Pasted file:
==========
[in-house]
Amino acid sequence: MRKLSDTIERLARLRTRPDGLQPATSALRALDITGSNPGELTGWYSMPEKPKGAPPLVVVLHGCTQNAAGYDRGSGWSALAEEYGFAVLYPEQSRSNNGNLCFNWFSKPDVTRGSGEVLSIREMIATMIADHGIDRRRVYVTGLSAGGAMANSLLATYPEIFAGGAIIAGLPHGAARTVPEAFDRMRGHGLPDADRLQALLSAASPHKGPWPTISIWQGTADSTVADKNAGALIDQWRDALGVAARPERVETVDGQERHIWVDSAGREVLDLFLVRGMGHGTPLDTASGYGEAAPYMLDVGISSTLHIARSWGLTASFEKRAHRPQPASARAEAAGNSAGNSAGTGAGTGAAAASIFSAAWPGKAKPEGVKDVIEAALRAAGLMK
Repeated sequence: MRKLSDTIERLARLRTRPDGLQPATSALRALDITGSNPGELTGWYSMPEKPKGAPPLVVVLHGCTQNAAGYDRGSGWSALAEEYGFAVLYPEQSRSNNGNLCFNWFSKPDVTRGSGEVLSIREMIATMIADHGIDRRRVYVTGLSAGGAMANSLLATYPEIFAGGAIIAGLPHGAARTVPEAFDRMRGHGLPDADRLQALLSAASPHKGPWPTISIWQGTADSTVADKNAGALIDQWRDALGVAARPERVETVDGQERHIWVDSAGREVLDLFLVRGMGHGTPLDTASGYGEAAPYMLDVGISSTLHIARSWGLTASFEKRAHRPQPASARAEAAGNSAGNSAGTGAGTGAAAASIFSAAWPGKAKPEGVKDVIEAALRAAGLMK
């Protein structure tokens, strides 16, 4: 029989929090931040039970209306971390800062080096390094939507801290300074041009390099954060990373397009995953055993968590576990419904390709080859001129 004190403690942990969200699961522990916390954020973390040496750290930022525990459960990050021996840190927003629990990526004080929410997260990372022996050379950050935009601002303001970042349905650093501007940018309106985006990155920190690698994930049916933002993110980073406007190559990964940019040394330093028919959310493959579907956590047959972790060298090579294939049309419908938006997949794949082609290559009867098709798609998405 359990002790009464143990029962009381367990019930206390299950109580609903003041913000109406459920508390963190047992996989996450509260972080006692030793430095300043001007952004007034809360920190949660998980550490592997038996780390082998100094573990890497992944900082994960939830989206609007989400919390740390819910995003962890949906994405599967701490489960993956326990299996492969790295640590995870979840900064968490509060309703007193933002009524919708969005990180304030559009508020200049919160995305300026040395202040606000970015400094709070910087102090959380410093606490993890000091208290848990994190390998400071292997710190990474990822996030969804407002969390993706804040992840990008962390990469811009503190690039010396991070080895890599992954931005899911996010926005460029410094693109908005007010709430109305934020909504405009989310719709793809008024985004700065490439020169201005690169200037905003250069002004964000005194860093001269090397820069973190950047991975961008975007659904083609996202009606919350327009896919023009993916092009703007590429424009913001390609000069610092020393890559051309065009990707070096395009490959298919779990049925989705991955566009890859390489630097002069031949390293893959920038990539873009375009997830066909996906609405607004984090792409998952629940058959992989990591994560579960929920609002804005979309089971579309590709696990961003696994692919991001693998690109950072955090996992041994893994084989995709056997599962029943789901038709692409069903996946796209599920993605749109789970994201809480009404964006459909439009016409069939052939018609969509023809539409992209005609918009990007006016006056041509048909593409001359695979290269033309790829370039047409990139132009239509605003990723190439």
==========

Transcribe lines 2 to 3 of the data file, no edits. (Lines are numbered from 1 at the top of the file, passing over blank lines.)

Amino acid sequence: MRKLSDTIERLARLRTRPDGLQPATSALRALDITGSNPGELTGWYSMPEKPKGAPPLVVVLHGCTQNAAGYDRGSGWSALAEEYGFAVLYPEQSRSNNGNLCFNWFSKPDVTRGSGEVLSIREMIATMIADHGIDRRRVYVTGLSAGGAMANSLLATYPEIFAGGAIIAGLPHGAARTVPEAFDRMRGHGLPDADRLQALLSAASPHKGPWPTISIWQGTADSTVADKNAGALIDQWRDALGVAARPERVETVDGQERHIWVDSAGREVLDLFLVRGMGHGTPLDTASGYGEAAPYMLDVGISSTLHIARSWGLTASFEKRAHRPQPASARAEAAGNSAGNSAGTGAGTGAAAASIFSAAWPGKAKPEGVKDVIEAALRAAGLMK
Repeated sequence: MRKLSDTIERLARLRTRPDGLQPATSALRALDITGSNPGELTGWYSMPEKPKGAPPLVVVLHGCTQNAAGYDRGSGWSALAEEYGFAVLYPEQSRSNNGNLCFNWFSKPDVTRGSGEVLSIREMIATMIADHGIDRRRVYVTGLSAGGAMANSLLATYPEIFAGGAIIAGLPHGAARTVPEAFDRMRGHGLPDADRLQALLSAASPHKGPWPTISIWQGTADSTVADKNAGALIDQWRDALGVAARPERVETVDGQERHIWVDSAGREVLDLFLVRGMGHGTPLDTASGYGEAAPYMLDVGISSTLHIARSWGLTASFEKRAHRPQPASARAEAAGNSAGNSAGTGAGTGAAAASIFSAAWPGKAKPEGVKDVIEAALRAAGLMK